Here is a collection of must-see videos that will help you understand the world of mutual funds. Happy Investing!

Financial discipline is similar to going on a diet. It is never easy. There are plenty of temptations - an urge to over spend, letting emotions control your investments and confusion due to the problem of plenty - look at the plethora of options available in the market, with the returns of one scheme trying to beat the other. Who does one turn to for advice? Dependency on one person or your financial advisor alone is also tricky. Which is why people often turn to mutual funds.

The argument here is that experts are taking care of your investments. Depending on your investment appetite and risk appetite, mutual funds come with a good mix of both equity and debt, which helps you earn an interest of 12-15% or more depending on the type of investment schteme you have picked and how the markets have performed overall. Yet, selecting a mutual fund can be confounding due to the raft of choices available.

Episode 39 I Expert

Price to earnings ratio

Understanding the price-to-earnings ratio

The price-to-earnings (P/E) ratio indicates the unit amount an investor can expect to invest in a company in order to receive one unit of that company’s earnings. The P/E ratio is also known as the price multiple or the earnings multiple and is used by analysts and investors to understand the relative value of a company’s shares when comparing two investments.

The P/E ratio can be calculated by dividing the market value per share by earnings per share. In mutual funds, the P/E multiple of a scheme is arrived at by using a weighted average of underlying stocks. In other words, it is the average of the P/E ratio of all the stocks that make up the fund’s portfolio, in proportion to their allocation within the portfolio. A high portfolio P/E ratio would indicate that the scheme mostly holds stocks that are quoting a valuation premium. P/E ratio tells you the price per rupee of earning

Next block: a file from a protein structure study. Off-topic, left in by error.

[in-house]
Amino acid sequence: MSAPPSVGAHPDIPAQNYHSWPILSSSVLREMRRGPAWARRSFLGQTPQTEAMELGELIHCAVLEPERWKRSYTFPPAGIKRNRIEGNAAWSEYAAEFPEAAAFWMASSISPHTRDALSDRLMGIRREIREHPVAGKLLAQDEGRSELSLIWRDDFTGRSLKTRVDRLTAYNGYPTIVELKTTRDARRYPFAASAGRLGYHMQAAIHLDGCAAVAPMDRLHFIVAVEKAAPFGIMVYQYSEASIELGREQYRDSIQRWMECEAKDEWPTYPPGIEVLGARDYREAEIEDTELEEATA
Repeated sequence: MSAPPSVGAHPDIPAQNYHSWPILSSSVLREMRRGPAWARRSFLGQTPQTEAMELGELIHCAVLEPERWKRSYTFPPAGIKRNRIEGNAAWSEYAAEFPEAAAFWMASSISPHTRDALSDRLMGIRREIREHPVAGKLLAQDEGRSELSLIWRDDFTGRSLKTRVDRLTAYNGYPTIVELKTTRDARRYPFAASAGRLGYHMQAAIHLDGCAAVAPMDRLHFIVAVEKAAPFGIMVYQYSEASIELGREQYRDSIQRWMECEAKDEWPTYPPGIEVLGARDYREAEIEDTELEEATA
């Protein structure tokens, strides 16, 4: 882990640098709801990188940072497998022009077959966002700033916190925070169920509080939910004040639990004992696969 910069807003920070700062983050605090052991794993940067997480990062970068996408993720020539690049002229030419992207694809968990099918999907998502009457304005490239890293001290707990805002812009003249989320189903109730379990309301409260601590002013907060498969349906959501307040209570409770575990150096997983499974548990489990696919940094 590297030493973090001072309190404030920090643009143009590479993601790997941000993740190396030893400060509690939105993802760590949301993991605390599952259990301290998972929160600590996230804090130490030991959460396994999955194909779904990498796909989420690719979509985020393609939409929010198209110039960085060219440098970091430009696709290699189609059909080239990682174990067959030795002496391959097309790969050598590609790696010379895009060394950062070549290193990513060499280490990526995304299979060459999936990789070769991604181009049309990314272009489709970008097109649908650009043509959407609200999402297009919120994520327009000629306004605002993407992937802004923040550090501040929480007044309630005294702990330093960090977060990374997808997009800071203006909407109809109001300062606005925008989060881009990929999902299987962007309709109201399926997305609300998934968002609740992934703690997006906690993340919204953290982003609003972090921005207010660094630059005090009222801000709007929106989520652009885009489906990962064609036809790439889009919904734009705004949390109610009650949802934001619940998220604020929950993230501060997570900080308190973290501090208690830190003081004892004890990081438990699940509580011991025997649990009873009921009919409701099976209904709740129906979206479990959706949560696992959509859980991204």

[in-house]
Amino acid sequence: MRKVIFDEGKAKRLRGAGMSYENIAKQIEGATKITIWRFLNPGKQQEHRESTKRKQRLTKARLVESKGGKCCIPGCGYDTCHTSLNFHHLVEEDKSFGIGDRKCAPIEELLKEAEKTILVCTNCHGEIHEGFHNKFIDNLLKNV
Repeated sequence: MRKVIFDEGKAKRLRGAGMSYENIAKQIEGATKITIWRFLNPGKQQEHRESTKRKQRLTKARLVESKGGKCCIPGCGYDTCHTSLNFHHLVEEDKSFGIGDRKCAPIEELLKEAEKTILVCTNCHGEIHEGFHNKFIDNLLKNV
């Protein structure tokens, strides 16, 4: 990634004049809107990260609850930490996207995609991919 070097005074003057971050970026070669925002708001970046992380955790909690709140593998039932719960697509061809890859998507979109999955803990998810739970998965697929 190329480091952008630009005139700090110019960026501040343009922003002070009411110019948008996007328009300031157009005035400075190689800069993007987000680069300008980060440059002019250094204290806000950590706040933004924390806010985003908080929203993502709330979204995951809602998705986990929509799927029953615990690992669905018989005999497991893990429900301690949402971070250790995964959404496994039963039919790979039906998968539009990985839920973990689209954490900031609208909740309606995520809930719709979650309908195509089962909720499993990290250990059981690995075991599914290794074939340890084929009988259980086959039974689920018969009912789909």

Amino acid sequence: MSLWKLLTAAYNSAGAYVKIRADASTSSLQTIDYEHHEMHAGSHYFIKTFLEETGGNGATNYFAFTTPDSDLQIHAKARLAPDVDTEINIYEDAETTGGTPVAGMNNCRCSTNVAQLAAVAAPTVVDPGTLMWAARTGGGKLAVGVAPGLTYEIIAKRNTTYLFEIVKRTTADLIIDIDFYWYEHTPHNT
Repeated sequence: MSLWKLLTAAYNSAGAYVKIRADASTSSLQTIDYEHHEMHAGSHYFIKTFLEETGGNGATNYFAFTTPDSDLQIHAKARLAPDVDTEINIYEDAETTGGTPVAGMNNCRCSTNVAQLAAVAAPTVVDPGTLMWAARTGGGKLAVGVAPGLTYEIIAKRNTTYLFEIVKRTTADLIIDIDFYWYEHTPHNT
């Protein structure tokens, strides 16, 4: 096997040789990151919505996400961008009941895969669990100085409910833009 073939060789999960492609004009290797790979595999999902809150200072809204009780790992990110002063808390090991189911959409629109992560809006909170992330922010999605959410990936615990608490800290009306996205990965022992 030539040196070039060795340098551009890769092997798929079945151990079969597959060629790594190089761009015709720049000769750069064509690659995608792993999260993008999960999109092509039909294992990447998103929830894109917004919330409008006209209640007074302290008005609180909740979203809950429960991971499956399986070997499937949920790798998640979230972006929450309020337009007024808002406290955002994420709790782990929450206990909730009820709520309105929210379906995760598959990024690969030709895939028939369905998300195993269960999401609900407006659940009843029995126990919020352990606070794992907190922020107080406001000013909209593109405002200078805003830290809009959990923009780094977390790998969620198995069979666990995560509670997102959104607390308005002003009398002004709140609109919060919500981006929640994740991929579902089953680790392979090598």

To understand better let us take for example say, Company A is trading at a P/E of 20. So when you are buying the shares of Company A, you are paying the rate of Rs 20 for every rupee of earning for company A. Now if you have spent Rs 1,000 to purchase the share at the current market price you would get 1,000/20 = Rs 50 of the company’s earnings.

A high P/E ratio suggests the market participants are bullish on the stock and expect higher earnings going forward. However, sometimes it could also mean a stock is overpriced. Whereas a lower P/E ratio can be interpreted as an undervalued stock or the investors aren’t too bullish on the company’s future. Having said that this may not always hold true as P/E ratio varies from industry-to-industry.

There are two common types of P/E ratio, the forward P/E and the trailing P/E. A trailing P/E is the valuation based on the previous financial year of actual earnings, whereas a forward P/E is based on the estimated earnings for the next 12 months. P/E ratio can indicate or be seen as a benchmark on whether or not a stock is worth the buy.